Iran’s National Cryptocurrency Would Be Issued On The Hyperledger Fabric Private Blockchain

A new confident document revealed that the cryptocurrency that the Iranian government plans to issue could be based on Hyperledger Fabric’s private platform. The secret file was referred to a local media outlet by Saeed Mahdiun, Director for Information Services Corporations. According to him, the Central Bank of Iran can issue as many crypto coins as it wants, while he also specified that upcoming Iran’s cryptocurrency would not be minable.

“Other functions of this blockchain infrastructure include the first phase in which it will be a card and interbank payment instrument and phase two when it will be an instrument for making small payments in the country,” Saeed Mahdiun says.

Upcoming Iran’s national cryptocurrency would be centralized, although it will run on the Hyperledger Fabric private blockchain

According to the new information provided by Mahdiun, Iran’s plans to create a national cryptocurrency came into practice at recent meetings of the High Council for Cyberspace. He also revealed that the Central Bank is waiting until the end of September to establish an official position on this topic.

So far, no further details have been revealed about this initiative, but under this hypothetical information, it can be inferred that the cryptocurrency will be a centralized one. In fact, according to previous announcements, the project seeks to tokenize Iran’s national currency, the Rial, on a blockchain platform.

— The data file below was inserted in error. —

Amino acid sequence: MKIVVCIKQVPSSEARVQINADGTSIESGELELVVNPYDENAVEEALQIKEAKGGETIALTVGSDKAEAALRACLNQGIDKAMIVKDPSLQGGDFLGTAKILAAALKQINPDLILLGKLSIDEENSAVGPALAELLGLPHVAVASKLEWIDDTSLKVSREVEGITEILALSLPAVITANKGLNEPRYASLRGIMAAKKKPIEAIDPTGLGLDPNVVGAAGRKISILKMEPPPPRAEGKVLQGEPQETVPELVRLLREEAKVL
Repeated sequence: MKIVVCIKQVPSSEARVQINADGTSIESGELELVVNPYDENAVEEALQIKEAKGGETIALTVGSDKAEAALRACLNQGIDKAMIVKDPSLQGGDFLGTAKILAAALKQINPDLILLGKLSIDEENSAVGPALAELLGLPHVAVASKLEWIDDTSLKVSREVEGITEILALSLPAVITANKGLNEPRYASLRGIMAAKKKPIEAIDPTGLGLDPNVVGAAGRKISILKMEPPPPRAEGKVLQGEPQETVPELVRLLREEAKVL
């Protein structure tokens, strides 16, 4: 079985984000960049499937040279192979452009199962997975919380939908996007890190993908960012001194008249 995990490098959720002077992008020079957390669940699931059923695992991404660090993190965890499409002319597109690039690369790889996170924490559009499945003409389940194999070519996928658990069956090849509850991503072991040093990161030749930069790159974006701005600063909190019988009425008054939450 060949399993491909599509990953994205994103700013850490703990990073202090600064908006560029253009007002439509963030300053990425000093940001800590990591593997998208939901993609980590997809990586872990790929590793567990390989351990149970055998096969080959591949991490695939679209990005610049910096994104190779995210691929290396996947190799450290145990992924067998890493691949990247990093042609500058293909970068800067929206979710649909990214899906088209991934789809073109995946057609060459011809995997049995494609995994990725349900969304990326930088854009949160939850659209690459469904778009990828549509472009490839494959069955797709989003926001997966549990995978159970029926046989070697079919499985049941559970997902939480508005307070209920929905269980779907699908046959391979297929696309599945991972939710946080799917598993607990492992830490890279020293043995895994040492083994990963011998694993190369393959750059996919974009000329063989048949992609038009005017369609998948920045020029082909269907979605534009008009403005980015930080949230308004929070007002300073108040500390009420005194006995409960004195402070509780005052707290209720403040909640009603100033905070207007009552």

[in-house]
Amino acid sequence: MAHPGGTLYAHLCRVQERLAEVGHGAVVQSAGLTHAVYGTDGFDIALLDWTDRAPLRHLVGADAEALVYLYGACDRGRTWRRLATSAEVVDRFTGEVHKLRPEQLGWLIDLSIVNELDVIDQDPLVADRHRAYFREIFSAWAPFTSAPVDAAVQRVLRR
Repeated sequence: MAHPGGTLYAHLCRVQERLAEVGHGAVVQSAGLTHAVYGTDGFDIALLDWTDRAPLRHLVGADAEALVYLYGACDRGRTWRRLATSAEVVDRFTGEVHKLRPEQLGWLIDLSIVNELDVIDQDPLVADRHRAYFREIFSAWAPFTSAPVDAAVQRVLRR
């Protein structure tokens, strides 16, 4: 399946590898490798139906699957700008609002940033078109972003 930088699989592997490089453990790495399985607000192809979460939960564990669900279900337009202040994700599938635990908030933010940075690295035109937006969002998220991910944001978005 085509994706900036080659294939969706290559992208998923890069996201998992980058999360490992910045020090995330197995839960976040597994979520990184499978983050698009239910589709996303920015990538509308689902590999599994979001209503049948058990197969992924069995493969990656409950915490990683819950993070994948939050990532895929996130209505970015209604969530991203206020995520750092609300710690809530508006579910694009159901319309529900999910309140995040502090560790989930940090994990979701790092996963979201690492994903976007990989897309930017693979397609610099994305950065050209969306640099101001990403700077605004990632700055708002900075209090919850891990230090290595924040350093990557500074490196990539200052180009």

Cryptocurrency use is banned in Iran, while the government uses digital assets to evade the international financial restrictions

Additionally, the dangers of centralization, although Iran’s national cryptocurrency would be set on a private blockchain, are many. If there is at least one blockchain node under the control of the Central Bank of Iran, then the risks of cyber attack increase as malicious agents could block the system or issue as much money as possible.

Currently, in Iran, the use of cryptocurrency is prohibited by banks and credit institutions, while, on the other hand, the Iranian government is seeking to use these tools and their blockchain technology to evade the financial sanctions historically imposed on it by the United States and other powers of the international community.

Ian Kennedy

Ian Kennedy is the newest contributor to Crypto Daily Gazette. He enjoys running, practicing minimalism and cooking. Ian is a graduate of Wesleyan University in Connecticut where he studied journalism, Arabic and international affairs. Ian mostly covers stories concerning emerging blockchain technology.

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Ian Kennedy

About the Author: Ian Kennedy

Ian Kennedy is the newest contributor to Crypto Daily Gazette. He enjoys running, practicing minimalism and cooking. Ian is a graduate of Wesleyan University in Connecticut where he studied journalism, Arabic and international affairs. Ian mostly covers stories concerning emerging blockchain technology.

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